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Not suitable under 13, parental guidance to 14 (violence, disturbing themes and scenes)
This topic contains:
|Children under 13||Not recommended because of violence and disturbing themes and scenes.|
|Children aged 13–14||Parental guidance recommended due to violence and disturbing themes and scenes.|
|Children aged 15 and over||Ok for this age group.|
This section contains details about the movie, including its classification by the Australian Government Classification Board and the associated consumer advice lines. Other classification advice (OC) is provided where the Australian film classification is not available.
|Name of movie:||Ender's Game|
|Consumer advice lines:||Science fiction themes and violence|
This review of the movie contains the following information:
Ender Wiggin (Asa Butterfield) is a highly intelligent 22nd Century child. Along with many other gifted children, he is being trained by an International Military Force for future inter-galactic battles. 70 years earlier the Earth had almost been wiped out and millions of people died after an invasion by the Formics, an insect like alien race. Colonel Hyram Graff (Harrison Ford) singles out Ender as a possible saviour of the human race and Ender is sent to a battle school in space for further training.
Ender proves himself to have unique skills of leadership and abilities to both command respect and to question authority that make him quickly advance to commander school. There he is put into the Salamander team led by the rather nasty Bonzo (Moises Arias) who takes an immediate dislike to Ender.
Ender proves himself to be smarter than Bonzo and moves on to take command of the entire fleet. However, at the same time Ender grows increasingly uncomfortable about his role and the preparations for war. During the final battle, Ender wants to know if he can be as successful at peace as he is at war.
Children and adolescents may react adversely at different ages to themes of crime, suicide, drug and alcohol dependence, death, serious illness, family breakdown, death or separation from a parent, animal distress or cruelty to animals, children as victims, natural disasters and racism. Occasionally reviews may also signal themes that some parents may simply wish to know about.
The ethics of war; child soldiers
Research shows that children are at risk of learning that violence is an acceptable means of conflict resolution when violence is glamourised, performed by an attractive hero, successful, has few real life consequences, is set in a comic context and / or is mostly perpetrated by male characters with female victims, or by one race against another.
Repeated exposure to violent content can reinforce the message that violence is an acceptable means of conflict resolution. Repeated exposure also increases the risks that children will become desensitised to the use of violence in real life or develop an exaggerated view about the prevalence and likelihood of violence in their own world.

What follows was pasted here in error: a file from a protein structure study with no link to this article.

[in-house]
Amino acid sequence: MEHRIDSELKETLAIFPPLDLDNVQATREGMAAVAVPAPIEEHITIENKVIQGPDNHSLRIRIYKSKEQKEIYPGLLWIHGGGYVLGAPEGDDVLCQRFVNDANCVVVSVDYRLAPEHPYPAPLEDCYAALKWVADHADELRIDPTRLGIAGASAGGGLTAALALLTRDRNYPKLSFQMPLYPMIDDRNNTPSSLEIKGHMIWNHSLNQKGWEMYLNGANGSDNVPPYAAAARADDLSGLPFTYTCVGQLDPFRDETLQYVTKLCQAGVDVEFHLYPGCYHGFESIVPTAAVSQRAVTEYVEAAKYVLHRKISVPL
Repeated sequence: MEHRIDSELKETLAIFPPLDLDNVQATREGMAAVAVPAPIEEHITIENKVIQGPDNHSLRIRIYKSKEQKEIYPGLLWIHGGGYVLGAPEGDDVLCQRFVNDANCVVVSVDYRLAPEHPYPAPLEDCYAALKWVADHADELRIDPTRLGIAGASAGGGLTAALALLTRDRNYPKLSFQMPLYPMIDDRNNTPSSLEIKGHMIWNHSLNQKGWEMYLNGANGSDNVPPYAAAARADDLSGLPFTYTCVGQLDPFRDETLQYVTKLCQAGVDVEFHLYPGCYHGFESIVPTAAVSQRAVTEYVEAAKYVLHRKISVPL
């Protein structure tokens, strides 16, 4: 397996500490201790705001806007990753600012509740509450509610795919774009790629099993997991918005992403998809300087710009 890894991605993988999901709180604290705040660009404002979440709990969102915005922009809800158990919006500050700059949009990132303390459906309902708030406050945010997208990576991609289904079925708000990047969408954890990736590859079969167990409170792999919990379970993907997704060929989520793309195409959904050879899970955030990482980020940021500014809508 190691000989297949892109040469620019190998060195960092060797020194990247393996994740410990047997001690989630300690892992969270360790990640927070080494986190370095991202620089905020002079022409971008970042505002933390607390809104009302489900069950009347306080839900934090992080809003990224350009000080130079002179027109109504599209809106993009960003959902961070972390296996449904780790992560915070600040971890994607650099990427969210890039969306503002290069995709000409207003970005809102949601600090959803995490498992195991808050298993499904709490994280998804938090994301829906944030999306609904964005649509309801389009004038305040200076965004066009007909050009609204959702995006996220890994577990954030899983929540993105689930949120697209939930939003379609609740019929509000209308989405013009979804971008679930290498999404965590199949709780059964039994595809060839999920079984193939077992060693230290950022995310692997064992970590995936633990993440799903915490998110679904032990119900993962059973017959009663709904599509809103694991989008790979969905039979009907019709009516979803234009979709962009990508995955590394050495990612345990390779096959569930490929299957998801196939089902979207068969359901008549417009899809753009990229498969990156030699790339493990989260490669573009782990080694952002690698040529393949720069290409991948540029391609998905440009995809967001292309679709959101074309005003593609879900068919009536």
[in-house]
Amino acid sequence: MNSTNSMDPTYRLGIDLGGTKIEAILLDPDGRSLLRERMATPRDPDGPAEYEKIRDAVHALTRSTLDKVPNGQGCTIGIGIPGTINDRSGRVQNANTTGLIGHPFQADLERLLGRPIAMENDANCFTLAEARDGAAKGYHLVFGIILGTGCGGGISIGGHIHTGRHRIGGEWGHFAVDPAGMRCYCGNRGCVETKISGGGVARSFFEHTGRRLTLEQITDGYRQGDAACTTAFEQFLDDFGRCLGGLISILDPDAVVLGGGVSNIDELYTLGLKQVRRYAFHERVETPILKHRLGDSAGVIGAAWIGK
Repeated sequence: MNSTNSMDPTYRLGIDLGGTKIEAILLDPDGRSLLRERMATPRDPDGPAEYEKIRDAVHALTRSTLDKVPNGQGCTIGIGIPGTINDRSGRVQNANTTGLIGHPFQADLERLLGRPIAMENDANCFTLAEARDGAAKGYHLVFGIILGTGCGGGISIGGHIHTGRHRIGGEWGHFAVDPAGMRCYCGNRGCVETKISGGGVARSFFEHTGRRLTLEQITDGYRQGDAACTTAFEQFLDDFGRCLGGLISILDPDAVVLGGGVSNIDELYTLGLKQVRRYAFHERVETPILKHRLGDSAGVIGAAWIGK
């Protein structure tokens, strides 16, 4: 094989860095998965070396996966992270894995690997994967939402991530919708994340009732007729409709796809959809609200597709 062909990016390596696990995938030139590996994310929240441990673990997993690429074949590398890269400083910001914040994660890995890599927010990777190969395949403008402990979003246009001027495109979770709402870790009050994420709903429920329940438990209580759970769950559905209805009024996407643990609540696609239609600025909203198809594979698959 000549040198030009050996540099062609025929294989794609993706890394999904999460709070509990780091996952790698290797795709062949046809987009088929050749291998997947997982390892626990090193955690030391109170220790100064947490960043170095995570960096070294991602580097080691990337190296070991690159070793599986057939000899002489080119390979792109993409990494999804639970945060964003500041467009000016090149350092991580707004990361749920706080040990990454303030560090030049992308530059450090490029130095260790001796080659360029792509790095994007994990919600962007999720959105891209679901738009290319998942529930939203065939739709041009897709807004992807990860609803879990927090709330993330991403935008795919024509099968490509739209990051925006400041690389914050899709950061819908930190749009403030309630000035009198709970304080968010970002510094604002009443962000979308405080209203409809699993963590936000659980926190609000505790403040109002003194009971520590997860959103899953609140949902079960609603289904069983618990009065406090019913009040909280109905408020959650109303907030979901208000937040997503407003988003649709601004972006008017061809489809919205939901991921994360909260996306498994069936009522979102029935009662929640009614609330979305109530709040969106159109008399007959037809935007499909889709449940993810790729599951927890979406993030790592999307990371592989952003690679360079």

There is a lot of violence in this movie including:
Children under five are most likely to be frightened by scary visual images, such as monsters, physical transformations.
In addition to the above-mentioned violent scenes, there are some scenes of transformation in this movie that would disturb children under the age of five, including:
Children aged five to eight will also be frightened by scary visual images and will also be disturbed by depictions of the death of a parent, a child abandoned or separated from parents, children or animals being hurt or threatened and / or natural disasters.
In addition to the above-mentioned violent scenes and scary visual images, there are some scenes in this movie that could scare or disturb children aged five to eight, including the following:
Children aged eight to thirteen are most likely to be frightened by realistic threats and dangers, violence or threat of violence and / or stories in which children are hurt or threatened.
Children in this age group may also be scared by some of the above-mentioned scenes.
Children over the age of thirteen are most likely to be frightened by realistic physical harm or threats, molestation or sexual assault and / or threats from aliens or the occult.
Younger children in this age group may also be scared by some of the above-mentioned scenes.
There is some use of substances in this movie, including:
There is some coarse language in this movie, including “balls” and “crap” and some name calling such as:
Ender’s Game is a science fiction thriller which raises a number of ethical questions, particularly about war and the right to attack an aggressor or defend oneself. The computer generated images are very effective and the film will appeal to both teens and adults. Both the themes and some fairly intense violent and scary scenes make the film unsuitable for under 13s, with parental guidance strongly recommended for 13 and 14-year-olds.
The main messages from this movie are that diplomacy should always be the preferred option to war and that to defeat your enemy you must first understand them.
Values in this movie that parents may wish to reinforce with their children include:
Parents may wish to discuss the issues raised by the film, including:
Tip: Leave out the first A, An or The
Selecting an age will provide a list of movies with content suitable for this age group. Children may also enjoy movies selected via a lower age.
Content is age appropriate for children this age
Some content may not be appropriate for children this age. Parental guidance recommended
Content is not age appropriate for children this age
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